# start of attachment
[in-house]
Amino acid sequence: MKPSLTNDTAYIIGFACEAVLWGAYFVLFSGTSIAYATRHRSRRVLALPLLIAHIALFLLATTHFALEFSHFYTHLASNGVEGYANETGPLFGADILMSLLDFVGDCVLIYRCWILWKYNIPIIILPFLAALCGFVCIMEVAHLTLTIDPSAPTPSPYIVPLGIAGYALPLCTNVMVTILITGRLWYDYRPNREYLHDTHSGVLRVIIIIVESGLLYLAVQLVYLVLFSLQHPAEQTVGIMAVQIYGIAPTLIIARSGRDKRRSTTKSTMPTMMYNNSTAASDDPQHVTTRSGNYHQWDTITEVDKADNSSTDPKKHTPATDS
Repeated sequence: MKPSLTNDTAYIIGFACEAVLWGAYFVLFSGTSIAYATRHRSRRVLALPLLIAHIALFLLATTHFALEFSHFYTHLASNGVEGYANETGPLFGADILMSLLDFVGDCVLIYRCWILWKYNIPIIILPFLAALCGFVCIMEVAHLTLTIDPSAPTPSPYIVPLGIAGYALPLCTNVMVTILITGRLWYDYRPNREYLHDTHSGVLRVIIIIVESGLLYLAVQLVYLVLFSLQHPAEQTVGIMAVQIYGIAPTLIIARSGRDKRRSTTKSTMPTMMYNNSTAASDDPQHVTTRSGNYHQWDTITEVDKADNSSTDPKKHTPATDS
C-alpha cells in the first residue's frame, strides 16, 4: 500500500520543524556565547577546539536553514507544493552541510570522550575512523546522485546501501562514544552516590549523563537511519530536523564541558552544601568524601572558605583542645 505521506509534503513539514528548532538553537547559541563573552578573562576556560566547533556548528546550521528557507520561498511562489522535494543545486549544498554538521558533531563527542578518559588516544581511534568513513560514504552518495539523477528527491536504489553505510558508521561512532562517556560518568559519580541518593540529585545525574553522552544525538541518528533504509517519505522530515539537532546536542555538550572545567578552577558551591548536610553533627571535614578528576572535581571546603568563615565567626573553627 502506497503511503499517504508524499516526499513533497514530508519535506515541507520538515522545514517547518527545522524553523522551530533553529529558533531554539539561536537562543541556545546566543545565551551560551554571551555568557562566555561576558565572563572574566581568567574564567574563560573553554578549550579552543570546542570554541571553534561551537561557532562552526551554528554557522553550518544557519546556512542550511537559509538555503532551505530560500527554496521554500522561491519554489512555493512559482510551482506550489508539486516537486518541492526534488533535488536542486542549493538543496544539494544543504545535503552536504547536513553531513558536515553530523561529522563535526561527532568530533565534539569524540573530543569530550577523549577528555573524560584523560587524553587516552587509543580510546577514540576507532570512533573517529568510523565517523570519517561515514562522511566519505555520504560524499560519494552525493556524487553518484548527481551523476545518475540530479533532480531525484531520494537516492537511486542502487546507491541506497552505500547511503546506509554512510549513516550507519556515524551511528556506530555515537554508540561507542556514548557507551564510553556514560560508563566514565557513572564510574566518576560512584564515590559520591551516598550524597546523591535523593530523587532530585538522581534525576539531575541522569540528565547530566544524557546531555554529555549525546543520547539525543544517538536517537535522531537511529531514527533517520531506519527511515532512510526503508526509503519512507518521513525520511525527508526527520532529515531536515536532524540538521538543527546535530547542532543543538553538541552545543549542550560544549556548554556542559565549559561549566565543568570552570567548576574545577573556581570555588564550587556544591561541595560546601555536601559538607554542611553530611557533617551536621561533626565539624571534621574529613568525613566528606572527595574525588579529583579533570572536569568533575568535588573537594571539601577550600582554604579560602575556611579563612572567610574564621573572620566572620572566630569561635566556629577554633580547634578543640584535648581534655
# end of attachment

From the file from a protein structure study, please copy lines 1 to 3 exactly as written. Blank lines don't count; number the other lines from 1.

[in-house]
Amino acid sequence: MKPSLTNDTAYIIGFACEAVLWGAYFVLFSGTSIAYATRHRSRRVLALPLLIAHIALFLLATTHFALEFSHFYTHLASNGVEGYANETGPLFGADILMSLLDFVGDCVLIYRCWILWKYNIPIIILPFLAALCGFVCIMEVAHLTLTIDPSAPTPSPYIVPLGIAGYALPLCTNVMVTILITGRLWYDYRPNREYLHDTHSGVLRVIIIIVESGLLYLAVQLVYLVLFSLQHPAEQTVGIMAVQIYGIAPTLIIARSGRDKRRSTTKSTMPTMMYNNSTAASDDPQHVTTRSGNYHQWDTITEVDKADNSSTDPKKHTPATDS
Repeated sequence: MKPSLTNDTAYIIGFACEAVLWGAYFVLFSGTSIAYATRHRSRRVLALPLLIAHIALFLLATTHFALEFSHFYTHLASNGVEGYANETGPLFGADILMSLLDFVGDCVLIYRCWILWKYNIPIIILPFLAALCGFVCIMEVAHLTLTIDPSAPTPSPYIVPLGIAGYALPLCTNVMVTILITGRLWYDYRPNREYLHDTHSGVLRVIIIIVESGLLYLAVQLVYLVLFSLQHPAEQTVGIMAVQIYGIAPTLIIARSGRDKRRSTTKSTMPTMMYNNSTAASDDPQHVTTRSGNYHQWDTITEVDKADNSSTDPKKHTPATDS